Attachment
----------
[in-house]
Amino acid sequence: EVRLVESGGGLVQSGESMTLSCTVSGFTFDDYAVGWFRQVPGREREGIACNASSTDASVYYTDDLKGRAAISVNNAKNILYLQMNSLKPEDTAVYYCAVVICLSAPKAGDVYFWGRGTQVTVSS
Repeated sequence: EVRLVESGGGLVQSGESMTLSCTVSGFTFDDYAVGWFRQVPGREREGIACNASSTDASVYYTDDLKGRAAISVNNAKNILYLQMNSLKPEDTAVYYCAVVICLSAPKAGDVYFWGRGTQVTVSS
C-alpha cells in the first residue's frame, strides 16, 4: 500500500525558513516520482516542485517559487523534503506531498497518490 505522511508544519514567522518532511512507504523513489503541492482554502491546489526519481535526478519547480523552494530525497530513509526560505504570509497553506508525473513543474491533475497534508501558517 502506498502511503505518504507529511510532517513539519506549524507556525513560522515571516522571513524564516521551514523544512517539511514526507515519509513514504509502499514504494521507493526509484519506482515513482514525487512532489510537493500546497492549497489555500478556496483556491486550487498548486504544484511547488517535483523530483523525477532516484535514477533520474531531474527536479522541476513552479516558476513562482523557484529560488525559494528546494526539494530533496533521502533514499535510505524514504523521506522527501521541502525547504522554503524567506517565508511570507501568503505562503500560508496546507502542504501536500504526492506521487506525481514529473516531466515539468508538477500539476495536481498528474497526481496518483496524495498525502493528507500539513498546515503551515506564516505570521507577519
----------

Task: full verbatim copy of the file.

[in-house]
Amino acid sequence: EVRLVESGGGLVQSGESMTLSCTVSGFTFDDYAVGWFRQVPGREREGIACNASSTDASVYYTDDLKGRAAISVNNAKNILYLQMNSLKPEDTAVYYCAVVICLSAPKAGDVYFWGRGTQVTVSS
Repeated sequence: EVRLVESGGGLVQSGESMTLSCTVSGFTFDDYAVGWFRQVPGREREGIACNASSTDASVYYTDDLKGRAAISVNNAKNILYLQMNSLKPEDTAVYYCAVVICLSAPKAGDVYFWGRGTQVTVSS
C-alpha cells in the first residue's frame, strides 16, 4: 500500500525558513516520482516542485517559487523534503506531498497518490 505522511508544519514567522518532511512507504523513489503541492482554502491546489526519481535526478519547480523552494530525497530513509526560505504570509497553506508525473513543474491533475497534508501558517 502506498502511503505518504507529511510532517513539519506549524507556525513560522515571516522571513524564516521551514523544512517539511514526507515519509513514504509502499514504494521507493526509484519506482515513482514525487512532489510537493500546497492549497489555500478556496483556491486550487498548486504544484511547488517535483523530483523525477532516484535514477533520474531531474527536479522541476513552479516558476513562482523557484529560488525559494528546494526539494530533496533521502533514499535510505524514504523521506522527501521541502525547504522554503524567506517565508511570507501568503505562503500560508496546507502542504501536500504526492506521487506525481514529473516531466515539468508538477500539476495536481498528474497526481496518483496524495498525502493528507500539513498546515503551515506564516505570521507577519